The odds assessment of this going ITM are estimated at only about 4 percent (though those types of probability estimations shouldn’t be taken at face value).
But if you take that number, that means if you sold this there’s about a 96 percent chance you’d right.
But Tesla is an extremely volatile stock. It can move 80 percent or more in a month. It’s done it before.
If the stock goes to $1,000, then that’s a loss of $200 per share off an 800 strike. With 100 shares per options contract, that’s a $20,000 loss for just a $720 premium, or nearly 28x the amount.
If we estimate the odds this way:
Expected value = 0.96 * $720 – 0.04 * $20,000 = -$108.80
Then it doesn’t look as favorable.
This is also why some traders like buying OTM options. If they are wrong – and they usually will be – the penalty for being wrong is relatively small.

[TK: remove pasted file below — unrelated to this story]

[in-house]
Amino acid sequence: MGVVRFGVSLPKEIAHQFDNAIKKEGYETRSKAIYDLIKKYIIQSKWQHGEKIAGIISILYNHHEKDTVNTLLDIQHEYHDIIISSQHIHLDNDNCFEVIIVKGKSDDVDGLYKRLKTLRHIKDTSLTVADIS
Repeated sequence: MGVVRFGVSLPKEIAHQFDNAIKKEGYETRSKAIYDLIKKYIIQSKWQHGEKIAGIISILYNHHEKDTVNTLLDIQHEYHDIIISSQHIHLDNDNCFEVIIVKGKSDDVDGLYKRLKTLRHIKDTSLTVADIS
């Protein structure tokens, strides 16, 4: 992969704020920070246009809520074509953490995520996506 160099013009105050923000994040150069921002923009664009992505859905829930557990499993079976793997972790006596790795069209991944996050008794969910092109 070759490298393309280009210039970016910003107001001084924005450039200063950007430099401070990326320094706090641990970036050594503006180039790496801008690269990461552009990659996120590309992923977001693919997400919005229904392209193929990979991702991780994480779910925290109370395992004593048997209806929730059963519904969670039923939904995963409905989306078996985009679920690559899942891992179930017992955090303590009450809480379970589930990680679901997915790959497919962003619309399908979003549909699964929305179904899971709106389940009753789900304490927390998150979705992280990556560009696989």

It also entirely cuts off the left-tail risk. As long as they can cover the loss they’ll never “blow up”.
If something has a 1-in-10 chance of working out (10 percent) but the payoff for being right will be 20 times what it will cost you for being wrong, it’s probably a smart bet to make, so long as the loss of premium on the option is acceptable.
Expected value = 0.10 * $2,000 – 0.90 * $100 = $110
If you can adequately play these probabilities over and over again and spread out across many different bets (and preferably ones that are uncorrelated to each other) you will surely have winning results over enough time.
Sometimes it can be smart to take a chance even if the odds are clearly against you so long as the cost to being wrong is negligible.